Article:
In many families, having two parents working is not a choice but a financial necessity. In single-parent families, the pressure to get dinner on the table is often even greater.

It is all too easy to watch and judge, wondering why these time-poor parents didn’t plan meals or find affordable healthy food. If you’ve ever been in a similar position, you’ll understand how difficult this is. Sometimes, just getting dinner on the table is enough.

food preparation


Advertisers have been slyly targeting groups based on their race for decades. As advertising tactics increased with the digital realm, so too did market segmentation methods. This gives advertisers the ability to target a desired segment of society to sell to.

A 2016 study proved this point. It found that black children were watching around 50 per cent more junk food advertisements than white children were.

A lot of us became aware of race-targeted advertising after the ProPublica Facebook scandal hit the news in 2016. Facebook had allowed advertisers the option to target or exclude certain racial groups.

Tactics such as this and the ability to discriminate from a distance are particularly worrying. Especially so when applied to groups that have been historically marginalised.


Recently there has been an increased amount of attention paid to socio-economic status and food choices. Jamie Oliver ignited this by making his way into school kitchens and campaigning for better lunchboxes.

In a stratified society such as the UK, social class can be very polarising. When a member of a given class is aware of the factors that align them with that class, they are likely to display ‘covert prestige’. An example of covert prestige is a working-class Northerner taking pride in his or her accent.

This notion of covert prestige can also be applied to food choices. If people are brought up eating one thing, they are likely to continue doing so. If those foods are the same as other members of the community eat, the likelihood of continuing to eat that food is greater.

Other foods may be viewed as “hoity-toity”. In much the same way that a Northerner speaking with a received pronunciation accent would be.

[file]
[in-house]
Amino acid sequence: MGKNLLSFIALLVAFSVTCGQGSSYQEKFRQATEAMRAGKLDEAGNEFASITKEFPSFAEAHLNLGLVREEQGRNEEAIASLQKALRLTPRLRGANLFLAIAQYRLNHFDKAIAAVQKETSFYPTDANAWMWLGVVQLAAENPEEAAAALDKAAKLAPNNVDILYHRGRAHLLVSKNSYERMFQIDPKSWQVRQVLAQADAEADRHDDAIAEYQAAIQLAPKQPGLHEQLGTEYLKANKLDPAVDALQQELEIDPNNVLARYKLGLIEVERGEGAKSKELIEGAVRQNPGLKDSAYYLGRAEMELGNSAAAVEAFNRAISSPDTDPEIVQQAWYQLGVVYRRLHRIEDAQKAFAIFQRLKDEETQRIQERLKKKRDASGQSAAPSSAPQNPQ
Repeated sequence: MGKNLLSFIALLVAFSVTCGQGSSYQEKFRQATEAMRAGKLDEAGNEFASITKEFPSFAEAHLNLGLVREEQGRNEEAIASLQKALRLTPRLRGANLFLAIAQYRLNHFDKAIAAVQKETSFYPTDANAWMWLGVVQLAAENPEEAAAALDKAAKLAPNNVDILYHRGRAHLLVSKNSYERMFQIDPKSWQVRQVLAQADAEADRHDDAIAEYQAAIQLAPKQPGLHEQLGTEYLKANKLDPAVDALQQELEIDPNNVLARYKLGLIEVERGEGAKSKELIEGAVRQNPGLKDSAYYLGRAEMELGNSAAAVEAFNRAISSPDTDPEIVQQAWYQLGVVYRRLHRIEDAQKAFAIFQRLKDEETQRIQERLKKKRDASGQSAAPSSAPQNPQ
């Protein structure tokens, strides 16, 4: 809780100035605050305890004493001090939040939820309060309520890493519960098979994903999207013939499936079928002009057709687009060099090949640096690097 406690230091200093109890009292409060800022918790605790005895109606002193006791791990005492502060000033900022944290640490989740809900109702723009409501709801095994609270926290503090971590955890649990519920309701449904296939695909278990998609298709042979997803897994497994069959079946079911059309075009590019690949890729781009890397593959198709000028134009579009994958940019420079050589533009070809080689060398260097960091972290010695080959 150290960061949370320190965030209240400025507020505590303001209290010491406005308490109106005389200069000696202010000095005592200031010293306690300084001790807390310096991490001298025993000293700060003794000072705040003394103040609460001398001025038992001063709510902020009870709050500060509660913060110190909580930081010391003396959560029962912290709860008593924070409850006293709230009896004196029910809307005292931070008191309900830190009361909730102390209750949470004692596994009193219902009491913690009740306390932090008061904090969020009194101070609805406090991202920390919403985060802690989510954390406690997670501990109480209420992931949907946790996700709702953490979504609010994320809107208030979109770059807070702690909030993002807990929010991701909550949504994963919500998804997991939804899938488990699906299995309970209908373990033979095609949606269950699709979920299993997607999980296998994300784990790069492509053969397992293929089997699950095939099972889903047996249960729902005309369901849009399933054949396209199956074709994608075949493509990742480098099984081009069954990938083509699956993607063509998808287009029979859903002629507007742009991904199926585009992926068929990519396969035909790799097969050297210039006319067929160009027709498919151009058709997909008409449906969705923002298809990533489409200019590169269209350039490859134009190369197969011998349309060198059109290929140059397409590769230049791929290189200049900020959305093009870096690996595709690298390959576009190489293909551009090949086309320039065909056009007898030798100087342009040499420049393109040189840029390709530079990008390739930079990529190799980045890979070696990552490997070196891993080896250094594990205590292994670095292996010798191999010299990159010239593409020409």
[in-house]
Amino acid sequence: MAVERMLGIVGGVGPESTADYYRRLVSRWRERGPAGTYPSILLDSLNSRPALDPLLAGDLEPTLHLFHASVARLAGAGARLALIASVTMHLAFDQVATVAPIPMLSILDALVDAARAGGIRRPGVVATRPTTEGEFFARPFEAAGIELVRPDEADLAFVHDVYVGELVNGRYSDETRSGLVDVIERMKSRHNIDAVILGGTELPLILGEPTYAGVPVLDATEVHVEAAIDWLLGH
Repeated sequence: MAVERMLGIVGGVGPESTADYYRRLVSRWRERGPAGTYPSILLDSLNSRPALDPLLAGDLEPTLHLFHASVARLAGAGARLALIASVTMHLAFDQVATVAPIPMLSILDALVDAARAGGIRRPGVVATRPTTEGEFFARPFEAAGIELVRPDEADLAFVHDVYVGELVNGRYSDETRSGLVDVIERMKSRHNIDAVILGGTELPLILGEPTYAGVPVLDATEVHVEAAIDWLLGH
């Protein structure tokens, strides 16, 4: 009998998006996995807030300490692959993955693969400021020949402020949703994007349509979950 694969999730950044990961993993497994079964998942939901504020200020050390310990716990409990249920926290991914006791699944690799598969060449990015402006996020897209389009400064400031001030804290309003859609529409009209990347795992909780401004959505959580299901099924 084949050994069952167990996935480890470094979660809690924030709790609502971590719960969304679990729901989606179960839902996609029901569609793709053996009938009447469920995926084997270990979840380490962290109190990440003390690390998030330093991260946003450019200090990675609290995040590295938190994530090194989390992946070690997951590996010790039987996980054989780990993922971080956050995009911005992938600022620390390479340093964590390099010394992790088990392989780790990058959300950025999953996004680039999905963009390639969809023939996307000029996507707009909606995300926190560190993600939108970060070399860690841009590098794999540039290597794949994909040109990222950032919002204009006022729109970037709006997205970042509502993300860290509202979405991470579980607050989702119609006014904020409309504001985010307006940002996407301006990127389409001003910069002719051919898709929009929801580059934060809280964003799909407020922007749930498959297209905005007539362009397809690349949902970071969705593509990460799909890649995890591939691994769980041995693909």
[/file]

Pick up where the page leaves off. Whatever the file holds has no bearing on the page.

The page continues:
This is not to say that working class people do not eat well. In fact, there is firm evidence that greater junk food consumption is seen in the middle classes. Rather, this notion of community and identity-driven food choices shows that the foods that are traditionally eaten by one class will continue to be eaten by that class.

Unfortunately, this presents a problem when the traditional foods are high in salt and sugar, and nutritionally vapid. One-third of children leaving primary school are obese or overweight. Those from the most deprived backgrounds are more likely to be obese than those who are less deprived.

For campaigners such as Jamie Oliver, this disparity means that greater education is required into what is healthy and what is not.

people eating in restaurant

Overheard in Waitrose: How a Series of Viral Memes Showcases Privilege

To illustrate social privilege in action, let’s take a look at Waitrose. Waitrose is one of the UK’s most expensive (and exclusive) supermarkets. A series of viral memes highlight snippets of conversation overheard in the aisles.

Classics include:

“Since they started to offer free coffee, it’s been like a soup kitchen in here.”

“No marinated artichokes? It’s like East Berlin in here.”

“I’d have a breakdown but I’ve got a facial booked at 2 pm.”

“I went to ASDA once and the checkout assistant didn’t even know what Cambozola was. Rough as dogs.”

“I’m terrible. I came in for rose essence and activated charcoal and I’ve left with a basket full.”

“Mummy, does lego have a ‘t’ in it like merlot?”

While these sentences are amusing, they do say a lot.

Comparing Waitrose to East Berlin because of lack of marinated artichokes is a privileged position to be in. A stark contrast to people who may have to decide between paying the electricity bill or buying enough food for the week.